"Far Beyond the Stars" and Visionary Fiction
Far Beyond the Stars is a Star Trek: Deep Space Nine episode about racial oppression and speculative fiction. It illustrates how visionary fiction which imagines settings and situations beyond the kyriarchy snatches hope from the jaws of despair and illuminates paths and means to the end of scarcity.
Speculative fiction includes fantasy and science fiction, but in particular refers to narratives rooted in hypothetical histories; stories about what will happen, or might have happened. Star Trek is a work of speculative fiction. Visionary fiction is a type of speculative fiction characterized as a "literary form that illustrates and demonstrates the process of growth in human consciousness". Much visionary fiction directly confronts the machinery of oppression by evoking situations where people and communities have developed systems beyond it, or where it never came to be at all.
The act of imagining possibilities like these is sacred and incredible. When you feel beset by a cruel eternity, it is a vital act of defiance. Distilling these imaginings into works of art allows us to pool our sense of what is possible, and to imagine even greater futures. Together we find the nature of a brighter day.
In the episode, Captain Sisko experiences visions where he inhabits the life of Benny Russell, a Black author of science fiction in the United States circa the 1950s. He works for a magazine that doesn't want its readers knowing they have a Black man on their writing staff. When the magazine's illustrator distributes images to use as story prompts, Benny notices one that depicts the station Deep Space Nine. Just as Sisko has come to inhabit Benny, Benny experiences visions of Sisko's life; each intrudes upon the other, becoming entangled and often indistinguishable.
Benny writes a story called "Deep Space Nine" about Sisko and the station. The staff find it gripping, even stunning, but the magazine's editor resists the idea of publishing a story with a Black protagonist. They decide that editing the story so that it concludes by explaining that it had been a dream would sufficiently bowdlerize the work for its intended audience, but even so the magazine's publisher decides to pulp that month's entire run to avoid publishing the story. The editor carries out the publisher's will that Benny be fired.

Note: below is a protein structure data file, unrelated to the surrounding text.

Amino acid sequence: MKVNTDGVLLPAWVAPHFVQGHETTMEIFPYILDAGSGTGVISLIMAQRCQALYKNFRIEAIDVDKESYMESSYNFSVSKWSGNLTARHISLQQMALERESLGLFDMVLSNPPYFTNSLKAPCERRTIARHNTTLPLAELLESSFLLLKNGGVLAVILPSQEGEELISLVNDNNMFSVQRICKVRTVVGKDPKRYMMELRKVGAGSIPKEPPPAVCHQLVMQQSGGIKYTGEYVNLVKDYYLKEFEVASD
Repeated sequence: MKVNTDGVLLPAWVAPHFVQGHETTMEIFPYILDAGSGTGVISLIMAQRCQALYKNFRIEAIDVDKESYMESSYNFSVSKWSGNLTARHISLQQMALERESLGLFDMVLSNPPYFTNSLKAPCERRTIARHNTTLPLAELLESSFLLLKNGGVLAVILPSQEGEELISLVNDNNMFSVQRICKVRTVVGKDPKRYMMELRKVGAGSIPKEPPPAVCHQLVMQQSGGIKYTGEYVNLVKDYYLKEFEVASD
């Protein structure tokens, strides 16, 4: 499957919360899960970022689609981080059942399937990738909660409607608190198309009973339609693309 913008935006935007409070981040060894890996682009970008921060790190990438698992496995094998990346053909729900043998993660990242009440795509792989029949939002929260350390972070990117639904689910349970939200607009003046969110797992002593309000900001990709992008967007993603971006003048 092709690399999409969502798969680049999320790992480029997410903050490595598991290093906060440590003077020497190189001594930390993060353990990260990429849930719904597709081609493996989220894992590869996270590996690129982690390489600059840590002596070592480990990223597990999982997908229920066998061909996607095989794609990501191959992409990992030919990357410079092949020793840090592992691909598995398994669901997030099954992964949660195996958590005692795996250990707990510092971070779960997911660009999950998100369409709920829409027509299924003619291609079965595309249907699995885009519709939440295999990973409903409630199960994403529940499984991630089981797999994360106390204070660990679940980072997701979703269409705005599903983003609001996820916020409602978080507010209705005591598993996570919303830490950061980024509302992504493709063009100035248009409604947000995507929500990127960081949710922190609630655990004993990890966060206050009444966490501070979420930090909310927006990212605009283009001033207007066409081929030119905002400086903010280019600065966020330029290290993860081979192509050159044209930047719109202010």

He cries out:
"You can pulp a story, but you cannot destroy an idea! Don't you understand, that's ancient knowledge. You cannot destroy an idea! That future, I created it, and it's real! Don't you understand? It is REAL! I created it and IT'S REAL!"
He collapses, and is brought to an ambulance. Inside, he finds a preacher that he has known sitting beside him. Plagued by his visions, Benny asks, "Who am I?" The preacher replies:
"You're the dreamer, and the dream."
Sisko wakes up in the station's infirmary. Only a few minutes have passed since he lost consciousness, but he has spent weeks in Benny's life. Later, speaking privately with his father, Sisko wonders whether his world is "real" or just a work of Benny Russell's imagination.
The idea that his life might be a work of fiction fills Sisko with existential dread. We in the audience know that Sisko is indeed a work of fiction, and for that matter so is Benny. But Benny lives in a time closer to ours than Sisko. White supremacy shapes Benny's life but for Sisko it is distant history, like money and baseball. Benny's story is rejected for the same reason the editor John W. Campbell gave for his rejection of Samuel R. Delany's novel Nova. The police kill Benny's friend and then beat him for interfering. Benny's editor spews fascist drivel still heard today about the "believability" of marginalized people in positions of power, about "the way things are", about the inevitability and the immortality of the kyriarchy's suffocating omnipresence.